It feels good to come away with a new client, but don’t force the sale if it’s not a good fit. A customer who has unrealistic expectations about your product/service, doesn’t have the appropriate timeline or sufficient budget will end up causing a lot of problems for you both later down the line. Remember, relationship selling is a long-term strategy characterised by the additional time and effort you invest into securing each new prospect. Your efforts in these early stages will inevitably pay off later down the line when you have highly qualified, loyal customers that can help you acquire glowing reviews, referrals, renewals and cross-sales. 

#3 Give tailored advice

Give tailored advice to your prospects

Leverage the information you have gleaned about your prospect and propose a strategy that helps them overcome their core pains. This might involve a rough outline of how your product or service can help them achieve their goals. You could also give an example of how you helped another client who had a similar set of circumstances. Indicate how you helped them fulfil their objectives and the results your actions generated. If, on the other hand, the prospect turns out not to be a good fit, direct them to another business that better aligns with what they need. This will leave a lasting impression and might even lead to a referral later down the line.

#4 Use a CRM to nurture prospects and customers

Use a CRM to nurture prospects

According to McKinsey, “82% of B2B decision-makers think sales reps are unprepared.” One way of arming your sales team with the insights they need to prospect more effectively is with a Customer Relationship Management (CRM) system. A CRM stores all of your interactions with potential and existing customers. It automatically tracks each engagement with your prospect, from the first time they landed on your website and what they did while they were there, to the very moment they opened your sales proposal.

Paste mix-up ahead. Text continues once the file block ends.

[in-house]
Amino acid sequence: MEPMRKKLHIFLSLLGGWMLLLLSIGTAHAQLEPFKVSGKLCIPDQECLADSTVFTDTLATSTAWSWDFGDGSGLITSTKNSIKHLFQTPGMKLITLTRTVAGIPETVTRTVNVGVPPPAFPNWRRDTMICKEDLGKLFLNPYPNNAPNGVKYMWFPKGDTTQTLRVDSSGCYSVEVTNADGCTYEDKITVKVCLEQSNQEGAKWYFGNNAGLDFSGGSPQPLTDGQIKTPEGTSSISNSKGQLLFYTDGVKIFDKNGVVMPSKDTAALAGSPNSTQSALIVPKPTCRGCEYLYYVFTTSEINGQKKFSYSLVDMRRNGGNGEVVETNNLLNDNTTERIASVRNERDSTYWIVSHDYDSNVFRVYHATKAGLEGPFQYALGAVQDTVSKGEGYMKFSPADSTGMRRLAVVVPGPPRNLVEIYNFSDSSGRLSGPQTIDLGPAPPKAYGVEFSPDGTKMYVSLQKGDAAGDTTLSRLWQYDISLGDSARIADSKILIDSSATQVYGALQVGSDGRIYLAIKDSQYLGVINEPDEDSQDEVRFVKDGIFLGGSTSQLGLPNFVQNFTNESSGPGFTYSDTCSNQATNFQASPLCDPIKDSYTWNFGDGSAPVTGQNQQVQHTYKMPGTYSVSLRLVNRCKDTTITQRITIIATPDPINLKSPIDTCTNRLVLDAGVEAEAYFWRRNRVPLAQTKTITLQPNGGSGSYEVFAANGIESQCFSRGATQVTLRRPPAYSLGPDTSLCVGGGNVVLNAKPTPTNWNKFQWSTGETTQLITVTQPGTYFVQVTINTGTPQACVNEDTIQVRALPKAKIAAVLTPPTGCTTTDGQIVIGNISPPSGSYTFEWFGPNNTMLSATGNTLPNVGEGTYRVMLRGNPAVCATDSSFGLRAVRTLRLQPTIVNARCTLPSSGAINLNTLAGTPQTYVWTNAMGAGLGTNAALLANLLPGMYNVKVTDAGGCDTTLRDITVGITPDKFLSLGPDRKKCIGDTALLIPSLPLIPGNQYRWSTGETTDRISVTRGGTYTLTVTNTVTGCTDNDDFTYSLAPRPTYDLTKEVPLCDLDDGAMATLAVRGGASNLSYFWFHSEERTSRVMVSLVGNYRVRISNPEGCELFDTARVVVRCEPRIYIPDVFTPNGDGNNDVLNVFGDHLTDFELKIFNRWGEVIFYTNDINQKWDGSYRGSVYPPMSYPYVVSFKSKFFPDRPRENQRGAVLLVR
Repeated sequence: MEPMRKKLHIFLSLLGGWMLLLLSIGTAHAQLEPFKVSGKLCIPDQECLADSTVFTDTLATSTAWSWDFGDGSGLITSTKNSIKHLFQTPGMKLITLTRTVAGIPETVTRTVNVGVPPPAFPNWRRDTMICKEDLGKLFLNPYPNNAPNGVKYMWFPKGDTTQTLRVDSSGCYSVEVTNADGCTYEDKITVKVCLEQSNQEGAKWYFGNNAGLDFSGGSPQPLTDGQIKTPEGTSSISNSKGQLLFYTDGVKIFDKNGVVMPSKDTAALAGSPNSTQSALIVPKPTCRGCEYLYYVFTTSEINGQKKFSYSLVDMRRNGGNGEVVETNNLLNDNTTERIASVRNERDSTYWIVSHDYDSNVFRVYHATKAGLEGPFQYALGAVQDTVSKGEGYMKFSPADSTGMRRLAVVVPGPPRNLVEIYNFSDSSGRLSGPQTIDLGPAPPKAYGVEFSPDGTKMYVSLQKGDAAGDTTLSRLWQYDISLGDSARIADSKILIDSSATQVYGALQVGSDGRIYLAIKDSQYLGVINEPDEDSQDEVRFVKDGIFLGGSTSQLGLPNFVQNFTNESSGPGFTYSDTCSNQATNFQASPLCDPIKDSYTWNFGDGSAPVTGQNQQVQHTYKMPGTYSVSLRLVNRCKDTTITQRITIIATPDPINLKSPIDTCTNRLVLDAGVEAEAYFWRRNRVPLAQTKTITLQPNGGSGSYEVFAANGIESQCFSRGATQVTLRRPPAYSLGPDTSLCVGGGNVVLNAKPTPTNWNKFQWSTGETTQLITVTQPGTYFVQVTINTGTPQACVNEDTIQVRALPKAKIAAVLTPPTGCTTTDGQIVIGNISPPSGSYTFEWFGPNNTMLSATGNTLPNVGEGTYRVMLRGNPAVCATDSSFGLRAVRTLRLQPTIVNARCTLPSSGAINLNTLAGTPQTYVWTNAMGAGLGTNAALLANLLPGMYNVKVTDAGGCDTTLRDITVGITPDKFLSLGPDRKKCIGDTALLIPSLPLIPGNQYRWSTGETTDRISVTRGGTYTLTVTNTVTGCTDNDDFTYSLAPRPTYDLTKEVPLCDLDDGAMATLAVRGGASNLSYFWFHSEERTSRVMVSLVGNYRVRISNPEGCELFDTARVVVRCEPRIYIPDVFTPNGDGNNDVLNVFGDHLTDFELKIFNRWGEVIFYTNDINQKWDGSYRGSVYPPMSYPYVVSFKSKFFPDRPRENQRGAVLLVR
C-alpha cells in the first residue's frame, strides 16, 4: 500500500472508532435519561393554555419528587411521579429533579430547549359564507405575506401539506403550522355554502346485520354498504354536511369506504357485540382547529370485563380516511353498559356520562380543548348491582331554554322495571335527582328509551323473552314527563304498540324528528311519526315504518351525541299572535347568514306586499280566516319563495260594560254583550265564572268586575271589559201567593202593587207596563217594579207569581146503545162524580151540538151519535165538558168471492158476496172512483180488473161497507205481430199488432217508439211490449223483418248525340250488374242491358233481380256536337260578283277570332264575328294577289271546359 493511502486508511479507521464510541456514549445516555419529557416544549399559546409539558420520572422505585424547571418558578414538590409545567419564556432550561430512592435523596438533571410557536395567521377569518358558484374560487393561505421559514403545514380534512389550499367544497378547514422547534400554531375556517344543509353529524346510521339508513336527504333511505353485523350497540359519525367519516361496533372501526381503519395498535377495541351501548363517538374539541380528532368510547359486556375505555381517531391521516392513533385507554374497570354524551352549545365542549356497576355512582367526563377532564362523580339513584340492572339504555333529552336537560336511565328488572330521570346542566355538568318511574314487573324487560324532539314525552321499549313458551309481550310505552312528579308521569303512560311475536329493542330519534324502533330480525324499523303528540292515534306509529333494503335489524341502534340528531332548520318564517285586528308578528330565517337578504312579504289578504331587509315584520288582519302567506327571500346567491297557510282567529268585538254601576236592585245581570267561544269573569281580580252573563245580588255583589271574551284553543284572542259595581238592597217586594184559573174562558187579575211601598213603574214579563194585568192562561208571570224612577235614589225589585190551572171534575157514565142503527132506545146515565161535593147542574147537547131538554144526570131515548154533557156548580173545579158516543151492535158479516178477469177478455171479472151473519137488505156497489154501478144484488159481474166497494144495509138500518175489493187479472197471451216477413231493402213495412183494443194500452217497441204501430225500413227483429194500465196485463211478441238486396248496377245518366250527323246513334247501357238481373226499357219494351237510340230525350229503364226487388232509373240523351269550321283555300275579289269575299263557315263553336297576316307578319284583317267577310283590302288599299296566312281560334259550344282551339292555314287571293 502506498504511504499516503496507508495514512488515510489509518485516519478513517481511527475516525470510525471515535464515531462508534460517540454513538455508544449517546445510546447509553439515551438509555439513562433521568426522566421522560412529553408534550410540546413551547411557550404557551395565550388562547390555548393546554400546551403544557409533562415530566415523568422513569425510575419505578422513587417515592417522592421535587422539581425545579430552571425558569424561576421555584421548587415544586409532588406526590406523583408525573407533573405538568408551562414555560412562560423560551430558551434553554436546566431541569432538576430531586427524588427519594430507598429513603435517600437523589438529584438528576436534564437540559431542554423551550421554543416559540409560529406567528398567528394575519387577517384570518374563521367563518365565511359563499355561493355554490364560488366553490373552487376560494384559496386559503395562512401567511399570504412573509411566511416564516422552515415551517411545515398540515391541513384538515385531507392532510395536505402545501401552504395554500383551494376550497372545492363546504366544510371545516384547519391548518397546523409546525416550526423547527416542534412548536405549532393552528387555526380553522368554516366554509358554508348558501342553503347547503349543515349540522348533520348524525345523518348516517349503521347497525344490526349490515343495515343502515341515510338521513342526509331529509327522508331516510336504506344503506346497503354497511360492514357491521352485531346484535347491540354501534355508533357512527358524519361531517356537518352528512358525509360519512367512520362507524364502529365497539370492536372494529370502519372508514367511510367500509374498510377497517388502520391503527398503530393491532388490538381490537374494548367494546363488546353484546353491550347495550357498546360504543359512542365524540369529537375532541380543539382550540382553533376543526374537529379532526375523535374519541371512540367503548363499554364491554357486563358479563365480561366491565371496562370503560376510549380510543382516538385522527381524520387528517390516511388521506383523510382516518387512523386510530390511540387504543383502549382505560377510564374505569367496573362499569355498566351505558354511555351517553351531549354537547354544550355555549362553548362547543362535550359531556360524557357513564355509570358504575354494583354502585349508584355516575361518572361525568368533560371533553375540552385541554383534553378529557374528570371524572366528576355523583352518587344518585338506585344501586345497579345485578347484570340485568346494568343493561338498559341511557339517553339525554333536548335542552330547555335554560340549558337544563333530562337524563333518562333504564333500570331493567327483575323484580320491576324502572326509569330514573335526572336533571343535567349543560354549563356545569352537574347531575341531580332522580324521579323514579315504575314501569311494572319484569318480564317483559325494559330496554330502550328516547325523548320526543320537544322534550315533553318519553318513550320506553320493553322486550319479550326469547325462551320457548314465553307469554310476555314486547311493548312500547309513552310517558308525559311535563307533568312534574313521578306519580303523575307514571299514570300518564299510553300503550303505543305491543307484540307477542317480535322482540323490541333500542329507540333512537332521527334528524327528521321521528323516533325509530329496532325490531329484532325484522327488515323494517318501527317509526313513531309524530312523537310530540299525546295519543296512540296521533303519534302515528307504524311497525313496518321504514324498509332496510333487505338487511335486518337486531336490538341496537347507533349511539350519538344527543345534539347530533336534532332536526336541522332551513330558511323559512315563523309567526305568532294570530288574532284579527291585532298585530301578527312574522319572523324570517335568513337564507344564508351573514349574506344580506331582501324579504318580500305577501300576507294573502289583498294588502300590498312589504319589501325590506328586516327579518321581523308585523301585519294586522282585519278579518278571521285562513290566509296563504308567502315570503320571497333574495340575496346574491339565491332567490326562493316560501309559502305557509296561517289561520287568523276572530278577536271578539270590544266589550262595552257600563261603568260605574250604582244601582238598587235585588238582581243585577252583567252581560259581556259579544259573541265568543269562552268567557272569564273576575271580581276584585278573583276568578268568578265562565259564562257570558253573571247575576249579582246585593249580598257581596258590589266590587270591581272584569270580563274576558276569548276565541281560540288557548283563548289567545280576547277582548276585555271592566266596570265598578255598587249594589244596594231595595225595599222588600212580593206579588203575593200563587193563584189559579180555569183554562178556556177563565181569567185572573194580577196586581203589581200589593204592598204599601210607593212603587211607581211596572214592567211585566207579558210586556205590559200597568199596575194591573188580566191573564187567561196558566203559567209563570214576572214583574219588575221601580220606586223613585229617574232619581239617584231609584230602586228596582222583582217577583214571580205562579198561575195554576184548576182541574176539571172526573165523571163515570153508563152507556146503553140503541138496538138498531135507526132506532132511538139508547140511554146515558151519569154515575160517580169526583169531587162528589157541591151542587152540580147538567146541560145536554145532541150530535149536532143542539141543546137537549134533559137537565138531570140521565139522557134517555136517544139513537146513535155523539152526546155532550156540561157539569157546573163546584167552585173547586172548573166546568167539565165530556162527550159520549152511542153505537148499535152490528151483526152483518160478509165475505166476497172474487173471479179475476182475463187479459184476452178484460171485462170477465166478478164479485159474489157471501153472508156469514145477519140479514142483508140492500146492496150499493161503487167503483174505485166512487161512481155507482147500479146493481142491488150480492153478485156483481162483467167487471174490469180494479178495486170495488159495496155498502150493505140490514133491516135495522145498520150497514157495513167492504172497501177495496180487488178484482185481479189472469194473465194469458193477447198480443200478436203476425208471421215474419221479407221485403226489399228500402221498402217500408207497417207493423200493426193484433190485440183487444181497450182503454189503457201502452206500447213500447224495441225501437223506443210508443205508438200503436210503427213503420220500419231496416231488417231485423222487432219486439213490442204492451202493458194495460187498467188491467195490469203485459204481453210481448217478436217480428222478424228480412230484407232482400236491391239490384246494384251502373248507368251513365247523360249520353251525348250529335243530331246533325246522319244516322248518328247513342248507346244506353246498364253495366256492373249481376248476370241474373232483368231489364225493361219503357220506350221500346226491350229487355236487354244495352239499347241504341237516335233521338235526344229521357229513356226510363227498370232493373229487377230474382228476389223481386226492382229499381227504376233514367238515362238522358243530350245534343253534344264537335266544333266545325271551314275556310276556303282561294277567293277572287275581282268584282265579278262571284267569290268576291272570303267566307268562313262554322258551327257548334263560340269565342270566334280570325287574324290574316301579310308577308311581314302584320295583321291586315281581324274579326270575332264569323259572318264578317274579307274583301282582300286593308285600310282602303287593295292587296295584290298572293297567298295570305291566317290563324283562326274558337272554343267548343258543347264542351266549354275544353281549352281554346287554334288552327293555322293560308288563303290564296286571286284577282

For example, if your CRM shows that your prospect has opened your sales proposal, but has taken no further action, this would indicate to your sales team that the prospect has an objection to the proposal. Sales reps can yield these insights to surface and solve the prospect’s blocking points by asking questions like, “What are you anxious about?” or, “Is there anything you wish was different about the product/service?”.

The ability to learn about your prospects situation and pinpoint precisely where you can help them overcome their challenges is key to offering tailored advice that adds real value. These engagements will help you win the trust of your prospect and could potentially lead to a positive review or referral, which are critical for winning new business.

#5 Keep adding value after the deal is closed

Keep adding value after the deal is closed

Business growth is not all about attracting new prospects. Ultimately, it's proof of happy customers that is going to help you win acquire more customers. With word-of-mouth marketing and testimonials the two biggest growth drivers for a business today,  you need to focus on delighting your existing customers.

Rather than treating customers as the output of your business, consider them as an input. What value can you keep adding to ensure they spread positive messages about your brand?

  • Ask customers for their feedback on your product/service
  • Answer any troubleshooting questions
  • Direct them to one of your podcasts/videos that demonstrates how to get the most out of their product/service

With a CRM, you can pinpoint precisely the way's in which you can help your customer overcome their challenges and solve their problems, as well as, identify optimal times to engage. Consistent monitoring and value-orientated engagement will demonstrate a good level of commitment to customer care.

Most importantly, consider how engagement adds value and you will be on the path to delighting your customers.

Carl Davies

Written by Carl Davies

Carl is Founder of RevM